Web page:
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Memory cost of storing an Object in the space


I would like to find out what the gigaspace memory cost is when I store an Object in the space.

I have seen from unit testing when I add a number of objects, myObjects, to the space, gigaspaces seems to associate the following classes at a cost of 76-77 bytes per myObject; com.j_spaces.kernel.list.StoredListChainSegment$ConcurrentSLObjectInfo com.j_spaces.core.cache.PEntry com.gigaspaces.internal.server.storage.EntryHolder com.gigaspaces.internal.server.storage.FlatEntryData

The size of the objects I wish to add to the space are around 300 bytes in size. I will be adding millions of these objects and when this is the case gigaspaces 76-77 bytes per object grows to quite a number.

Is this as expected? Is there a way to decrease the size/amount of these associated gigaspaces objects?

Regards and thanks, D

{quote}This thread was imported from the previous forum. For your reference, the original is [available here|http://forum.openspaces.org/thread.jspa?threadID=3354]{quote}

asked 2010-01-28 08:07:07 -0500

dlehane gravatar image

updated 2013-08-08 09:52:00 -0500

jaissefsfex gravatar image
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There's no way to reduce that overhead directly in the product.

A possible solution is to store several user objects in the same space entry.
For example:
Let's assume the primary key of the user object is an integer.
The space class will have two properties:
1. an integer which is the space id.
2. An array of 10 user objects.

Let's say you need to read object #163 from the space.
1. Invoke space.readById(16).
2. Get item #3 from the array in the retrieved entry.

This is just an example, you can come up with different mapping strategies to map more/less objects per entries.
In this case we've cut the overhead to about tenth the size (however, we'll need to measure again because the array has footprint too).

This approach has its drawbacks, naturally:
1. Network bandwidth - Operations require more network bandwidth, since a request for a single object returns a bunch of object.
   This should not be a major issue, being that the user objects are very small to begin with.
2. Concurrency - Concurrency is potentially degraded, since two objects in the same entry cannot be changed concurrently.
   Depending on the usage patterns of your application, this can be reduced by distributing the objects in a smarter methodology.
3. Loss of functionality - Some space functionality will be less usable, e.g. readMultiple, SQL Query, etc.
Some of this can be implemented manually via executors.

To conclude: Though this solution has some drawbacks, it might prove useful in some scenarios.
If you're planning to use a lot of complicated queries and/or modify the data, it's probably risky.
If most of your queries are trivial and most of the access is read, it might be useful.


answered 2010-01-28 10:42:50 -0500

niv gravatar image
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Donnacha , To add into Niv fine response you should also consider the operational footprint overhead a JVM would need when running the space or your business logic (when collocated with the space). Usually this might be 30% of the consumed amount of memory. You can reduce this by tuning the garbage collection activity to be called more frequently, but this will impact the performance.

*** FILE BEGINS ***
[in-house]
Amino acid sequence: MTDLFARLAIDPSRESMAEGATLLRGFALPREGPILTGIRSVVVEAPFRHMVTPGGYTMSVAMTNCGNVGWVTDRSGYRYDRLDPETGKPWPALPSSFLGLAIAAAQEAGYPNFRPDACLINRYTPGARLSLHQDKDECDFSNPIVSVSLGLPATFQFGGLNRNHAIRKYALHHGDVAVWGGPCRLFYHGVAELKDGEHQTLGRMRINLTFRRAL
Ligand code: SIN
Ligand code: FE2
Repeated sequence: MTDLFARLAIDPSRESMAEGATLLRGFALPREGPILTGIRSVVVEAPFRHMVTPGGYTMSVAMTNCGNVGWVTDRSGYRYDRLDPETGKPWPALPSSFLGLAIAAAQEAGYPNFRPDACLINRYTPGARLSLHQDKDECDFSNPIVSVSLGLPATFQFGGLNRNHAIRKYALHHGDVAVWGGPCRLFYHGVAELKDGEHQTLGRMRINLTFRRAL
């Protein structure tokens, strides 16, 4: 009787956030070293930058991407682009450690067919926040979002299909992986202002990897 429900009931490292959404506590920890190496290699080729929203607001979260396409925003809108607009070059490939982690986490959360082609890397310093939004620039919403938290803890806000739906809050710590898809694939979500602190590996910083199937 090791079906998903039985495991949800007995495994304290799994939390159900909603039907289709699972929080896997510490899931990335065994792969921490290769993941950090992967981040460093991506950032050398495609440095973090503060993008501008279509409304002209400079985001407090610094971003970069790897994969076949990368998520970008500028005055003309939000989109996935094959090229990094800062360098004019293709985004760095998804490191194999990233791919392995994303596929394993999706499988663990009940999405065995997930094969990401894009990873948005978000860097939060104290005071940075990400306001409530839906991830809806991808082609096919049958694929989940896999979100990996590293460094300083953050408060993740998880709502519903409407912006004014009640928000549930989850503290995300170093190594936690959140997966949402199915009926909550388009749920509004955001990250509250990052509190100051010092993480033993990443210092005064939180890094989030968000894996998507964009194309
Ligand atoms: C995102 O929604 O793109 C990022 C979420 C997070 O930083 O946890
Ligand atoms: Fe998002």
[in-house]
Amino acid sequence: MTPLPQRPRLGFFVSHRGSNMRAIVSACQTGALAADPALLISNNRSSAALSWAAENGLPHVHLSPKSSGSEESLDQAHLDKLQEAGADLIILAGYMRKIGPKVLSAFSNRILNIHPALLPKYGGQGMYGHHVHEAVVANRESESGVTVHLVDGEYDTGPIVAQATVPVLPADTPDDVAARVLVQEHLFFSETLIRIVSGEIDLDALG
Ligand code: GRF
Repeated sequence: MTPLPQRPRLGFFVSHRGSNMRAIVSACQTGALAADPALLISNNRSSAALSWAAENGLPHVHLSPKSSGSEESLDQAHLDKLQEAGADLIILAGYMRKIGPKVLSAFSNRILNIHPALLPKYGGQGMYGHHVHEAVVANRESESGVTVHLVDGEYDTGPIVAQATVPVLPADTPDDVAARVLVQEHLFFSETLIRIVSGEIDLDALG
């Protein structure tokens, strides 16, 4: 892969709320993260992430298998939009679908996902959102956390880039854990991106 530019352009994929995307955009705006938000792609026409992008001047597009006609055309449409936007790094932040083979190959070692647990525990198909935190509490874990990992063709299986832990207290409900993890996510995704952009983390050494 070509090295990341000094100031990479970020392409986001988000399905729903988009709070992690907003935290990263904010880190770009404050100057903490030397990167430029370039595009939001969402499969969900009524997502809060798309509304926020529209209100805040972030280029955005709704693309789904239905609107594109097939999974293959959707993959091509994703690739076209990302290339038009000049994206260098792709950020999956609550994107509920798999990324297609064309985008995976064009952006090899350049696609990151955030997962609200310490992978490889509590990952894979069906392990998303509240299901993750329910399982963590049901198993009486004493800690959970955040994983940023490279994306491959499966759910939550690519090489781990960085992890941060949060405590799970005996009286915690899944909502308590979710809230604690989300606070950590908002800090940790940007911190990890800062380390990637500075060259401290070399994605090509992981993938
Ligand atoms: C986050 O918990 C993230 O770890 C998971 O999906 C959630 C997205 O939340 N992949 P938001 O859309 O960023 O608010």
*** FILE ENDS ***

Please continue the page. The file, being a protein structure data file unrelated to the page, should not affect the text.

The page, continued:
If the stored data is string based , you may consider compressing the data. If the data is stored within user defined object within the space object you might want to consider using the compressed serialization mode. This will obviously will impact the performance..

So the raw data footprint in many cases is not the only parameter to consider when performing your capacity planning and memory usage. There are few additional considerations. Please contact me offline for additional discussion on this impotent issue. I would be happy to assist.

shay at gigaspaces.com GigaSpaces Deputy CTO

shay hassidim gravatar imageshay hassidim ( 2010-01-28 13:49:49 -0500 )edit

Hi Niv/Shay,

Thanks for the responses and the ideas to reduce my objects footprint.I am currently looking into ways to reduce this by both taking your suggestions into account and looking at the make up of the objects we are adding.

I guess you've answered my question about gigaspaces cost to holding the objects. I was hoping this could be reduced a little but alas that is not to be.

I will conact you again Shay once I have a little more research done on my side to see if our setup can be tweaked any bit.

Thanks for your help for now, Regards, Donnacha

dlehane gravatar imagedlehane ( 2010-01-29 10:08:56 -0500 )edit

Ordinarily one would also increase the capacity of the space by adding additional GSCs to a clustered space, although there are also synchronization issues between the GSCs to consider in this scenario.

jottinger gravatar imagejottinger ( 2010-02-02 07:54:46 -0500 )edit

We have a utility users can use to "expand" or "shrink" a running clustered space capacity. To expand a running space cluster capacity the utility spread the existing partitions across more GSCs making sure primary spaces will be evenly distributed across all the machines. there are no synchronization with this process.


shay hassidim gravatar imageshay hassidim ( 2010-02-02 10:48:12 -0500 )edit

Heh. Well, Shay, what's the name of the utility? Can you paste an example of its use?

jottinger gravatar imagejottinger ( 2010-02-02 14:14:19 -0500 )edit

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Asked: 2010-01-28 08:07:07 -0500

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Last updated: Jan 28 '10